The two pairs of Red-headed Woodpeckers in my neighborhood have just fledged their second broods, and they’re done for the year. I haven’t seen a Swallow-tailed Kite since July 27th, and eBird doesn’t show any sightings in the county since August 11th. Mississippi Kites will be leaving over the next two or three weeks.Two of the best things to have in your yard at this time of year are pokeweed and Virginia creeper. Red-eyed Vireos are eating them both right now. In September they’ll attract Veeries, and in October you’ll see Swainson’s, Gray-cheeked, and Wood Thrushes and Scarlet and Summer Tanagers on them. A pokeweed right beside a window provides a lot of entertainment.
Speaking of yards: Do you have bird feeders, baths, and plantings on your property? Do you attract a variety of bird species to your home? Would you like to share your knowledge, skills, and tricks at attracting feathered visitors? If so, contact Ron Robinson at gonebirden@cox.net if you’d like your yard to be featured in the 2014 Alachua Audubon Backyard Birding Tour.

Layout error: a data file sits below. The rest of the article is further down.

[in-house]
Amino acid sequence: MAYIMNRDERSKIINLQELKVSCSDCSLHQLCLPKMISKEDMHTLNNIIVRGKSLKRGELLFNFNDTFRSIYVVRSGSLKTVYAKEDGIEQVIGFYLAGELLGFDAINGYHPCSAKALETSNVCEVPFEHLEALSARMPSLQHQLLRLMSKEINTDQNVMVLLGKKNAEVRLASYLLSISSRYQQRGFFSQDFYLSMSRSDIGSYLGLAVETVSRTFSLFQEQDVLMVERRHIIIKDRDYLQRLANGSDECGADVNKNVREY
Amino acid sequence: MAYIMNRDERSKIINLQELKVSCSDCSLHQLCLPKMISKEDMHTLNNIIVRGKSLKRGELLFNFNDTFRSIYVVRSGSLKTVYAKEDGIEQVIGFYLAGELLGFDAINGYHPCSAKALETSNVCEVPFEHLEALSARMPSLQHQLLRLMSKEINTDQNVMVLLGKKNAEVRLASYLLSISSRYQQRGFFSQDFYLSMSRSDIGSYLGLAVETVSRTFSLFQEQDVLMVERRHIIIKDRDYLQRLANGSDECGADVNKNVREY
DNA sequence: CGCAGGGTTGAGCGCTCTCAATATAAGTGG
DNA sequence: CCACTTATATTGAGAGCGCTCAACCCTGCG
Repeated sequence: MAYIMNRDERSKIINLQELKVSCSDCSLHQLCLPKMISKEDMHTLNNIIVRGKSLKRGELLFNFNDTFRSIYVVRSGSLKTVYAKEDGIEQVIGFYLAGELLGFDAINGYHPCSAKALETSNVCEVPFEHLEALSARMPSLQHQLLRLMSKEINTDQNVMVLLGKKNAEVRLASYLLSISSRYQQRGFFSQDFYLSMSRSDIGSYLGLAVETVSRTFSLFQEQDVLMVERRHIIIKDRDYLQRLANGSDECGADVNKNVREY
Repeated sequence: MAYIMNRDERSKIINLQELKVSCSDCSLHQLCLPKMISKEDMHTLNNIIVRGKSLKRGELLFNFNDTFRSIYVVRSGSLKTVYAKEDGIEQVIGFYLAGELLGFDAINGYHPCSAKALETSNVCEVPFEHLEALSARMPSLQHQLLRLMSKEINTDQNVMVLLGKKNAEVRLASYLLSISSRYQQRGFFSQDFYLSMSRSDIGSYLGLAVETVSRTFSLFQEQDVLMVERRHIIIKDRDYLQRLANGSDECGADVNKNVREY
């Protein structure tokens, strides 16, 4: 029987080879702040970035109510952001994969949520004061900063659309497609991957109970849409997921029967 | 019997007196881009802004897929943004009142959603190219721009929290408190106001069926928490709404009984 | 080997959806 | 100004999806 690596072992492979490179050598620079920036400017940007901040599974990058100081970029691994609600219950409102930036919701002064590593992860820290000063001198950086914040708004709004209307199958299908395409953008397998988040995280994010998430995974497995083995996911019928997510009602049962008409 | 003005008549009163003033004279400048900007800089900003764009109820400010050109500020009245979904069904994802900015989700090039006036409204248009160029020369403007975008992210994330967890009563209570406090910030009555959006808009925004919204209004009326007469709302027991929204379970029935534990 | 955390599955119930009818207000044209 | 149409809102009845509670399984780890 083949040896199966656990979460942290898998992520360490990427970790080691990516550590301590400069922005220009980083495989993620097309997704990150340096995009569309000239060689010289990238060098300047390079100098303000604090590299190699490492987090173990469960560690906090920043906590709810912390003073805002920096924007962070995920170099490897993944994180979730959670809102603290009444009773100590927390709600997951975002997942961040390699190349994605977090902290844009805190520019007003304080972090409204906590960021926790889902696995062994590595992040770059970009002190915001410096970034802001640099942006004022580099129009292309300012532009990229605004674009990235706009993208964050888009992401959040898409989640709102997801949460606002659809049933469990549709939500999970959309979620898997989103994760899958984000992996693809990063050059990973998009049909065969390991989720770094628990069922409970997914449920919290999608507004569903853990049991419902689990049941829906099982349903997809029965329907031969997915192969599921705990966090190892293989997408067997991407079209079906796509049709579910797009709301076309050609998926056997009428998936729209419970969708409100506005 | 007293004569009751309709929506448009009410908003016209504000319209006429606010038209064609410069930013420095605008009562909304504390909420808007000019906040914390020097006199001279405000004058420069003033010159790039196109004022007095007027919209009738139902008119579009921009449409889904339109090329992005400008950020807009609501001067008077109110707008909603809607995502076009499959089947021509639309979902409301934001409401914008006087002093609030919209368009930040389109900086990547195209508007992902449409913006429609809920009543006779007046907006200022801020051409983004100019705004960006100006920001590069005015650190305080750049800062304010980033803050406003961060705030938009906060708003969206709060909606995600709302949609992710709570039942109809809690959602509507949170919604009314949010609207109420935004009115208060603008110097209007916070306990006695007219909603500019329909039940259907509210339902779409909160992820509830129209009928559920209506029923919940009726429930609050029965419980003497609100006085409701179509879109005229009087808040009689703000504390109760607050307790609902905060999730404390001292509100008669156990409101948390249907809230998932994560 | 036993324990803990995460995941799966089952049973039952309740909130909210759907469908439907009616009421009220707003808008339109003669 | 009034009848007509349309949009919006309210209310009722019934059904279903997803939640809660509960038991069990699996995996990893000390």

The Fish and Wildlife Conservation Commission wants to know if you’ve seen a Florida Pine Snake, a Short-tailed Snake, or a Southern Hognose Snake. Details, with a link to identifying photos, here.

Migrant shorebirds at the Hague Dairy

From: Rex Rowan <rexrowan@gmail.com>
To: Alachua County birding report

It feels like late summer, but the season is barely a month old. The birds’ breeding activity continues, but on a smaller scale, and more quietly. Purple Martins and Northern Rough-winged Swallows appear to have gone south for the winter, and Common Grackles aren’t so common any more. A lot of the birds are molting; if you look carefully at crows and Mississippi Kites as they fly over, you’ll see notches and gaps in their wings and tails where old feathers have fallen out and new ones are growing in. And the fall migrants are starting to show up in numbers.